SEED Launches New Theme in Malaysia
SEED Launches New Theme in Malaysia
March 13– 18, 2006 [Kuala Lumpur, Malaysia]
Workshops Promote Awareness and Action to Address Energy Use and Climate Change
It’s not every day that middle school kids get the chance to participate in a ceremony to launch a new environmental initiative and plant trees with government officials and business executives. Or to tour and study traditional, sustainable architecture. Or to attend a lecture on solar and hydrogen energy use in homebuilding. Or to compete in a university-sponsored robotics competition.
Visiting a traditional Malay house at the Badan Warisan Malaysian Heritage Centre
Inside the SEED Collaborative Workshop at the YMCA in Kuala Lumpur.
Well, it certainly can be during a SEED Collaborative Workshop, where firsthand learning and exposure to science and technology are attracting the attention and participation of kids and teachers in SEED Network schools around the world.
These events and more—including team projects—were all part of just one week’s activity at the most recent Collaborative Workshop in Kuala Lumpur (KL), Malaysia, on March 13-18, 2006. Success with two previous collaborative workshops in Malaysia in 2004 and 2005 has generated strong interest in SEED, resulting in requests for more—and more frequent—workshops.
Doreah Jalaludin, the SEED Malaysia Coordinator who organized the event, commented, “Malaysia has been incredibly responsive to SEED and its approach to education, and vice versa. In less than two years, we have hosted 3 collaborative workshops, and already some of our students and teachers who attended the first and second workshops have been helping as facilitators. This means that we will be able to hold our own workshops, and more of them, soon and that the program is really taking hold. There’s no greater measure of success, I believe.”
As a result, this workshop was extremely popular. In attendance were 91 people, including 61 participating students and teachers from 14 SEED schools throughout Malaysia and 30 facilitators, including 13 Schlumberger/WesternGeco volunteers, 2 Schlumberger Spouses Association volunteers, 4 teachers, 9 students and 2 international facilitators.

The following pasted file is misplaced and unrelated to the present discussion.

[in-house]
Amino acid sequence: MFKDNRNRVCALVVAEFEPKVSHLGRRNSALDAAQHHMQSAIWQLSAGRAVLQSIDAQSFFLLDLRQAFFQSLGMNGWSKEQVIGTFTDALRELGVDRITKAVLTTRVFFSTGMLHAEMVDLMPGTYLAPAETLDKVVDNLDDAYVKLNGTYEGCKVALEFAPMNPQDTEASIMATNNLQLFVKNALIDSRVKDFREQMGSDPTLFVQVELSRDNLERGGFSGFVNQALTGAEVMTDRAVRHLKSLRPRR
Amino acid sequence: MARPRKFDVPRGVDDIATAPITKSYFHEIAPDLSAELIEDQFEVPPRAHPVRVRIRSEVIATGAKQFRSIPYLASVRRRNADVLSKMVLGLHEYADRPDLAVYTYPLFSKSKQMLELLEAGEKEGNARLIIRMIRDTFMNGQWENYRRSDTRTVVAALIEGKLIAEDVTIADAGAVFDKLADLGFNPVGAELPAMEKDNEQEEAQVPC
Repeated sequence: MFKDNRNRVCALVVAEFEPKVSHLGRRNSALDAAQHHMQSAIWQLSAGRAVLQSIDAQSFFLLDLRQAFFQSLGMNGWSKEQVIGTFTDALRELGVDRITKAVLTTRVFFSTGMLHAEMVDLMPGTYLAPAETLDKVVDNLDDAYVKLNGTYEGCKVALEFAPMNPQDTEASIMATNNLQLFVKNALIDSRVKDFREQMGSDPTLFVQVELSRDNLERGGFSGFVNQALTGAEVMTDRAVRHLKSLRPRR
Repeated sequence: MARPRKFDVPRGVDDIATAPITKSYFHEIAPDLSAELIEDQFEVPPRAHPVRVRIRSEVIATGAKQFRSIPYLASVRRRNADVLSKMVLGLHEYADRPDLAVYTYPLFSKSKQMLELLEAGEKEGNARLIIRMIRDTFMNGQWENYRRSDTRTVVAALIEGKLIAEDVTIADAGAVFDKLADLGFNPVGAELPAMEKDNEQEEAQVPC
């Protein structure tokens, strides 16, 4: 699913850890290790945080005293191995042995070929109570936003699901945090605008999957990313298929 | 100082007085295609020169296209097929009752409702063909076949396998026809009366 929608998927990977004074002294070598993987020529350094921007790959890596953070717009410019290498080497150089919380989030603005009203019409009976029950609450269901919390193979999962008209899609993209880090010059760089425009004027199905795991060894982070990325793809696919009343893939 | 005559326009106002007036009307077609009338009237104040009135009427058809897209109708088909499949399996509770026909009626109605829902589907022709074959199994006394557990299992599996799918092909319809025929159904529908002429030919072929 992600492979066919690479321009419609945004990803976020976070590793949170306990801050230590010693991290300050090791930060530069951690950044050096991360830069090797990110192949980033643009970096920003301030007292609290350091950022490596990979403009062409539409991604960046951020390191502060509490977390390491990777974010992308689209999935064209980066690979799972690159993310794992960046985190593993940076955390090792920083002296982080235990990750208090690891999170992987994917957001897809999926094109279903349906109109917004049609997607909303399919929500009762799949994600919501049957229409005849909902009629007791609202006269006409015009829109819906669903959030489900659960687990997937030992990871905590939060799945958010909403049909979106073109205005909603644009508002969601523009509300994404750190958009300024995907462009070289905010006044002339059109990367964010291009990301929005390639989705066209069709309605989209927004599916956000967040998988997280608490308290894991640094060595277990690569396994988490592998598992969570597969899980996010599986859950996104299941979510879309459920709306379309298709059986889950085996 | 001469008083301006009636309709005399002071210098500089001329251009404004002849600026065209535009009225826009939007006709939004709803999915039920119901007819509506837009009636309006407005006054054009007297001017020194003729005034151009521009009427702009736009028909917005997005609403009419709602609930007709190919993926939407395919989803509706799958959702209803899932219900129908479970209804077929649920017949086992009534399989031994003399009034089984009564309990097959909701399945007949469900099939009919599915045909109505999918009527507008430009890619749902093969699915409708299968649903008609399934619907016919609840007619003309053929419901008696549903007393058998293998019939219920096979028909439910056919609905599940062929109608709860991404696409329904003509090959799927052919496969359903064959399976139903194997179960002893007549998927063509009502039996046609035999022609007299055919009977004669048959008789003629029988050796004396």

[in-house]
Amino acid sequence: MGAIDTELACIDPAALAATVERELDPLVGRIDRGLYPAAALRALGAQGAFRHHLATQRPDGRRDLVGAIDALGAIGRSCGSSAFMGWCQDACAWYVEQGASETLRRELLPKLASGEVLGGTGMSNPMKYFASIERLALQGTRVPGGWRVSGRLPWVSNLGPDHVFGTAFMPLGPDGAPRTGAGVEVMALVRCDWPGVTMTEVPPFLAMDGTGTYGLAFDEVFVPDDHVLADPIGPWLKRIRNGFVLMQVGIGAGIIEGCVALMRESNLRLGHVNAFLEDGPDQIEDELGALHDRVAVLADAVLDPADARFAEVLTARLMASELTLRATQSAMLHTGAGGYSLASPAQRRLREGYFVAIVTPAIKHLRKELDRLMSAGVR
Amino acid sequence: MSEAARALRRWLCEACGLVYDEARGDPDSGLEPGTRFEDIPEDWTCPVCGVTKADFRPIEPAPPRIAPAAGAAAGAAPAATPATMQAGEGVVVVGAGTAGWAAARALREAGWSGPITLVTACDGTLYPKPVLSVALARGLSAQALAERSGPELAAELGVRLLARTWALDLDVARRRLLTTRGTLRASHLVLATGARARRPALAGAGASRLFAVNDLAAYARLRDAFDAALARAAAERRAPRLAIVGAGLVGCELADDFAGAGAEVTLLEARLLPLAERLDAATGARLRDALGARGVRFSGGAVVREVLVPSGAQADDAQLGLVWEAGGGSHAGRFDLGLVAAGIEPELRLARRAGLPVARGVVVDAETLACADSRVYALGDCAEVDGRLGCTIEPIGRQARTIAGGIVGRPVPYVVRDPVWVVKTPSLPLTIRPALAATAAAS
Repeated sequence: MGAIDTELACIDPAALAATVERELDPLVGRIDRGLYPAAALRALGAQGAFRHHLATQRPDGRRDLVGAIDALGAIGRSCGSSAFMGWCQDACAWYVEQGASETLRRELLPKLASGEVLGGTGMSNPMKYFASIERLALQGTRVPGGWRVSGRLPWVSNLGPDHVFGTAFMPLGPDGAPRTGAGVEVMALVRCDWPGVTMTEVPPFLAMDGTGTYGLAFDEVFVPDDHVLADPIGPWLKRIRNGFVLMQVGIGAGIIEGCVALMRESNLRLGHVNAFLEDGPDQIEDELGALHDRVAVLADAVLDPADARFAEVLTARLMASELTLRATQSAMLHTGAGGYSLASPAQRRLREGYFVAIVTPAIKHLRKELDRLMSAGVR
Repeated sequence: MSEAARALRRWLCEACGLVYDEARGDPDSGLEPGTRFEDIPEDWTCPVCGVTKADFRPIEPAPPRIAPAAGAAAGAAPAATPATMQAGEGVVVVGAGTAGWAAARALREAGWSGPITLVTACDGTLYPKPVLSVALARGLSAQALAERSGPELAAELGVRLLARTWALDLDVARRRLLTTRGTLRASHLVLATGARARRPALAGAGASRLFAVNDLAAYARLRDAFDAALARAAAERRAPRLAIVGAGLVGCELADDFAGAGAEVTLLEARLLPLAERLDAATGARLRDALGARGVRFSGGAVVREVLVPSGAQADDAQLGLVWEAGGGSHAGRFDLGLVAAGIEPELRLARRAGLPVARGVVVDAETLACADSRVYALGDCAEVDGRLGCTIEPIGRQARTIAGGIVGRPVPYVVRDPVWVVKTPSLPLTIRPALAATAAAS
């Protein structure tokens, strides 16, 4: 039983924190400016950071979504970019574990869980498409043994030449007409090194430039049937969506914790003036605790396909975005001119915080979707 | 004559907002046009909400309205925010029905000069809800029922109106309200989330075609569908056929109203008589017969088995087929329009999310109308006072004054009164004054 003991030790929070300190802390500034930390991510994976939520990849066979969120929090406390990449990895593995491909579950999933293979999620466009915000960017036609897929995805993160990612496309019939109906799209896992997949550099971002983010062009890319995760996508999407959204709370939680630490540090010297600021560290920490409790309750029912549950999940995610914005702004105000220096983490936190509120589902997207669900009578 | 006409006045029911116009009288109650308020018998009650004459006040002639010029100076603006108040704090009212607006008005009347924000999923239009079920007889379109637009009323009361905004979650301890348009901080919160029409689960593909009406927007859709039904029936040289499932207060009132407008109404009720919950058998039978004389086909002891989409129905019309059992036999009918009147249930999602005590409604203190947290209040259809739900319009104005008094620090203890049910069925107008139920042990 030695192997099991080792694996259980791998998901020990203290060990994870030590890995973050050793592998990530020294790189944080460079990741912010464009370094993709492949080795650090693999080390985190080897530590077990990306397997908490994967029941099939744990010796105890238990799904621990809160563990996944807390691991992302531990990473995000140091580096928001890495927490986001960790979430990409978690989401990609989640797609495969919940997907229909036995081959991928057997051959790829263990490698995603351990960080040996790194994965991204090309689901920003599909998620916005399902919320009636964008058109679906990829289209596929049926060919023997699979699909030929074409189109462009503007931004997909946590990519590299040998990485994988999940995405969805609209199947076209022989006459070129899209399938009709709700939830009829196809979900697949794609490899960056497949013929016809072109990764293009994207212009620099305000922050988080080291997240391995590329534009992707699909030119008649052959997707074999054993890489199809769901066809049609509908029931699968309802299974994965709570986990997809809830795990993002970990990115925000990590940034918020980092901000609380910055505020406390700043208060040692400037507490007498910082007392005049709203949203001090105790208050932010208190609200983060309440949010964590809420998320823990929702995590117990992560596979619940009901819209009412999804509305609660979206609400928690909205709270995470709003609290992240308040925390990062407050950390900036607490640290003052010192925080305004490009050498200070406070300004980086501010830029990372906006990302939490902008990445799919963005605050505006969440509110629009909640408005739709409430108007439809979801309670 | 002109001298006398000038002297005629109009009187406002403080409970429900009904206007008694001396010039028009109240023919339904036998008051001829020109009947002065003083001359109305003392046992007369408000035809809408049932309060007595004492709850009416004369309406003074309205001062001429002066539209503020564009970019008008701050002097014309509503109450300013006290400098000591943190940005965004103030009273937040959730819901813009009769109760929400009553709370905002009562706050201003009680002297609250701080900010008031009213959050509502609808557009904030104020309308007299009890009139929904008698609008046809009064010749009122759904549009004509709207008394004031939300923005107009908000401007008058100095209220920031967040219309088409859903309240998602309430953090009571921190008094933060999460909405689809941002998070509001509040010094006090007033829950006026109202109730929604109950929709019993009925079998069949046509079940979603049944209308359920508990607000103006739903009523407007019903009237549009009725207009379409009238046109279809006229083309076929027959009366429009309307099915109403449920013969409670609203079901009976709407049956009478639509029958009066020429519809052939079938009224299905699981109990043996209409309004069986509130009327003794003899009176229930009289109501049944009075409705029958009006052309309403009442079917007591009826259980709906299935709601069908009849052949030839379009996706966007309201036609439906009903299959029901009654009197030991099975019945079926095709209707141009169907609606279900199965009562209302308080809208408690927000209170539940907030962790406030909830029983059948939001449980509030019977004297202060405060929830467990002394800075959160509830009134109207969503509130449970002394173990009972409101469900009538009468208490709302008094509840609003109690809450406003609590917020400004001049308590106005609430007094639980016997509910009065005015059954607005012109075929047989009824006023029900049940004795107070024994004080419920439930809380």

Kicking Off a New Theme
What made this workshop particularly special was the launch of a new global theme for SEED activities: Climate Change and Energy. Michael Tempel, SEED Educational Programs Manager, introduced the new topic by leading a discussion about Climate Change and what could be done to deal with the problem of excessive energy use and global warming.
"Workshops: Sowing the Seed of science"
SEED made the local news for its innovative learning-while-doing approach to science education in a story covering this third Malaysian workshop, featured in The New Straits Times—an English-language daily and Malaysia’s oldest-running newspaper—on April 2, 2006.
SEED workshops build on one another over time and focus on a variety of educational and environmental themes including waste and recycling, deforestation, my country/my school, and most recently, water. The workshops explore the topics from global and local perspectives and often inspire students to take their learning beyond the lab through action that benefits their communities. They take their inspiration from many different sources, including books, articles, websites, presentations and exhibits.
This time around, ideas for the projects that were developed during the workshop originated from documents, web sites and field trips. The fourteen projects that emerged were variations of energy-efficient homes that combined traditional Malay building methods with modern technology. The projects will continue for several weeks beyond the end of the workshop so that participants can refine their models and reports in preparation for a SEED exhibition at the Malaysian National Science Museum in August 2006.
|SEED LAUNCHES NEW THEME IN MALAYSIA||BUSY IS AS BUSY DOES|